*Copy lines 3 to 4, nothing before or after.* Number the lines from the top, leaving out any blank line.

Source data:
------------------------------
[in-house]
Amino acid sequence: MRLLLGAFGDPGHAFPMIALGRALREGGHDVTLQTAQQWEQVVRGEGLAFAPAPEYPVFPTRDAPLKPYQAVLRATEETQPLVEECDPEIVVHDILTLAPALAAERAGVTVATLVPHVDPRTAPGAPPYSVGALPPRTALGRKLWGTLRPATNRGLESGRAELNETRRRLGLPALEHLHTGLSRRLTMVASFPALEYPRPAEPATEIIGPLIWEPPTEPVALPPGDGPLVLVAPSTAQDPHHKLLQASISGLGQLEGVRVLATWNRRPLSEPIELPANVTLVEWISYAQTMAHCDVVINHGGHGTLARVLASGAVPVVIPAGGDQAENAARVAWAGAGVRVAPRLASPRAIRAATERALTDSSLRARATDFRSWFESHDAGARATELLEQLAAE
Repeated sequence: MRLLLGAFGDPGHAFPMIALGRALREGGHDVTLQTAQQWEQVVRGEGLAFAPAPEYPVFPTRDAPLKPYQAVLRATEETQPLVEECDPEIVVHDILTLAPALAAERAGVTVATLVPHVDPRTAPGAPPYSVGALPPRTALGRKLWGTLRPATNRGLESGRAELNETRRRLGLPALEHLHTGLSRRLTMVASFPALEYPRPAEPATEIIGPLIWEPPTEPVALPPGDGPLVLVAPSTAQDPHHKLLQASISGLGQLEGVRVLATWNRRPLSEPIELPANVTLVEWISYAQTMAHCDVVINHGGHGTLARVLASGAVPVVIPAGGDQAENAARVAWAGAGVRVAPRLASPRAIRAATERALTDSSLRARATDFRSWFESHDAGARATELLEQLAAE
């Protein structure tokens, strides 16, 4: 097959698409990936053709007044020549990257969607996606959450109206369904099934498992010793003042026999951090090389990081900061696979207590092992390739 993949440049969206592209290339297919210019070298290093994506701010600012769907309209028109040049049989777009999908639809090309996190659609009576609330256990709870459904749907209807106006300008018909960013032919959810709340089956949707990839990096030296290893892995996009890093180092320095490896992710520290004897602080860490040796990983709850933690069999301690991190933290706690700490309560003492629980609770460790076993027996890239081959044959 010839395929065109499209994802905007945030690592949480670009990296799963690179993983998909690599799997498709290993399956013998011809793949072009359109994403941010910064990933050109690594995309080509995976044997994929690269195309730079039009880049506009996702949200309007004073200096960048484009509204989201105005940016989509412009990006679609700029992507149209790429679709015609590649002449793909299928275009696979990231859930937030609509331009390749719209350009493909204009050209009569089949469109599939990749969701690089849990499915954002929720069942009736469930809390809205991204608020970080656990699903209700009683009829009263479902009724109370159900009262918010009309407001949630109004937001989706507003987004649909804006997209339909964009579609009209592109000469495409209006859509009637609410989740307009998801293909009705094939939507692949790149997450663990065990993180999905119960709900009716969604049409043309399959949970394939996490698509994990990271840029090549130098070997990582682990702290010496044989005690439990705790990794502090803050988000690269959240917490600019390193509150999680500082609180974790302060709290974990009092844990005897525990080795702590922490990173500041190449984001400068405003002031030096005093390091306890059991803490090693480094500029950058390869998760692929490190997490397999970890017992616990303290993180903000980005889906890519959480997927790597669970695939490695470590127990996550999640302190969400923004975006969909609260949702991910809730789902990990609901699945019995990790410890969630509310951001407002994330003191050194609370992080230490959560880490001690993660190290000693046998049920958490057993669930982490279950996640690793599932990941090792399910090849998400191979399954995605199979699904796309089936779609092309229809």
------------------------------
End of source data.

Repeated sequence: MRLLLGAFGDPGHAFPMIALGRALREGGHDVTLQTAQQWEQVVRGEGLAFAPAPEYPVFPTRDAPLKPYQAVLRATEETQPLVEECDPEIVVHDILTLAPALAAERAGVTVATLVPHVDPRTAPGAPPYSVGALPPRTALGRKLWGTLRPATNRGLESGRAELNETRRRLGLPALEHLHTGLSRRLTMVASFPALEYPRPAEPATEIIGPLIWEPPTEPVALPPGDGPLVLVAPSTAQDPHHKLLQASISGLGQLEGVRVLATWNRRPLSEPIELPANVTLVEWISYAQTMAHCDVVINHGGHGTLARVLASGAVPVVIPAGGDQAENAARVAWAGAGVRVAPRLASPRAIRAATERALTDSSLRARATDFRSWFESHDAGARATELLEQLAAE
């Protein structure tokens, strides 16, 4: 097959698409990936053709007044020549990257969607996606959450109206369904099934498992010793003042026999951090090389990081900061696979207590092992390739 993949440049969206592209290339297919210019070298290093994506701010600012769907309209028109040049049989777009999908639809090309996190659609009576609330256990709870459904749907209807106006300008018909960013032919959810709340089956949707990839990096030296290893892995996009890093180092320095490896992710520290004897602080860490040796990983709850933690069999301690991190933290706690700490309560003492629980609770460790076993027996890239081959044959 010839395929065109499209994802905007945030690592949480670009990296799963690179993983998909690599799997498709290993399956013998011809793949072009359109994403941010910064990933050109690594995309080509995976044997994929690269195309730079039009880049506009996702949200309007004073200096960048484009509204989201105005940016989509412009990006679609700029992507149209790429679709015609590649002449793909299928275009696979990231859930937030609509331009390749719209350009493909204009050209009569089949469109599939990749969701690089849990499915954002929720069942009736469930809390809205991204608020970080656990699903209700009683009829009263479902009724109370159900009262918010009309407001949630109004937001989706507003987004649909804006997209339909964009579609009209592109000469495409209006859509009637609410989740307009998801293909009705094939939507692949790149997450663990065990993180999905119960709900009716969604049409043309399959949970394939996490698509994990990271840029090549130098070997990582682990702290010496044989005690439990705790990794502090803050988000690269959240917490600019390193509150999680500082609180974790302060709290974990009092844990005897525990080795702590922490990173500041190449984001400068405003002031030096005093390091306890059991803490090693480094500029950058390869998760692929490190997490397999970890017992616990303290993180903000980005889906890519959480997927790597669970695939490695470590127990996550999640302190969400923004975006969909609260949702991910809730789902990990609901699945019995990790410890969630509310951001407002994330003191050194609370992080230490959560880490001690993660190290000693046998049920958490057993669930982490279950996640690793599932990941090792399910090849998400191979399954995605199979699904796309089936779609092309229809």